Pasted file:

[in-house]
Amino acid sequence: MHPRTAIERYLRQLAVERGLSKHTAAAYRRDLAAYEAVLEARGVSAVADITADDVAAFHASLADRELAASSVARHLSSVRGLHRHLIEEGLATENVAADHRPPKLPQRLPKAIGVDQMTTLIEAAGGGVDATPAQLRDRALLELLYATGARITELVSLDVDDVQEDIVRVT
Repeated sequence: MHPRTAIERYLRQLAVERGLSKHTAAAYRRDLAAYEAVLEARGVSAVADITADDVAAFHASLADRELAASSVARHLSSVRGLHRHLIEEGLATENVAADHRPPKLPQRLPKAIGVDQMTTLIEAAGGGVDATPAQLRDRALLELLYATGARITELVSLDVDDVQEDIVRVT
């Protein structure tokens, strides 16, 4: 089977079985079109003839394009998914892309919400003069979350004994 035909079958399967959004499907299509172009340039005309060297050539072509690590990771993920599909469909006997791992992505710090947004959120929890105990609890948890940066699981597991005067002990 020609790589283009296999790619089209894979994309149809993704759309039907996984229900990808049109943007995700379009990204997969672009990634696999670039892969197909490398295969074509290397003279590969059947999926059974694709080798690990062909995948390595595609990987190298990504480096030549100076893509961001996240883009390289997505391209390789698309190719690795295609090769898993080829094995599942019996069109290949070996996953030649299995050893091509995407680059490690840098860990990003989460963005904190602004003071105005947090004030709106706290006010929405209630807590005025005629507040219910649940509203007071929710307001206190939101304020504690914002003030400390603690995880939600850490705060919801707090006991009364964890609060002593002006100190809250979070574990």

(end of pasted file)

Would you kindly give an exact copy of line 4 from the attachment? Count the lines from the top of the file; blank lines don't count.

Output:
């Protein structure tokens, strides 16, 4: 089977079985079109003839394009998914892309919400003069979350004994 035909079958399967959004499907299509172009340039005309060297050539072509690590990771993920599909469909006997791992992505710090947004959120929890105990609890948890940066699981597991005067002990 020609790589283009296999790619089209894979994309149809993704759309039907996984229900990808049109943007995700379009990204997969672009990634696999670039892969197909490398295969074509290397003279590969059947999926059974694709080798690990062909995948390595595609990987190298990504480096030549100076893509961001996240883009390289997505391209390789698309190719690795295609090769898993080829094995599942019996069109290949070996996953030649299995050893091509995407680059490690840098860990990003989460963005904190602004003071105005947090004030709106706290006010929405209630807590005025005629507040219910649940509203007071929710307001206190939101304020504690914002003030400390603690995880939600850490705060919801707090006991009364964890609060002593002006100190809250979070574990």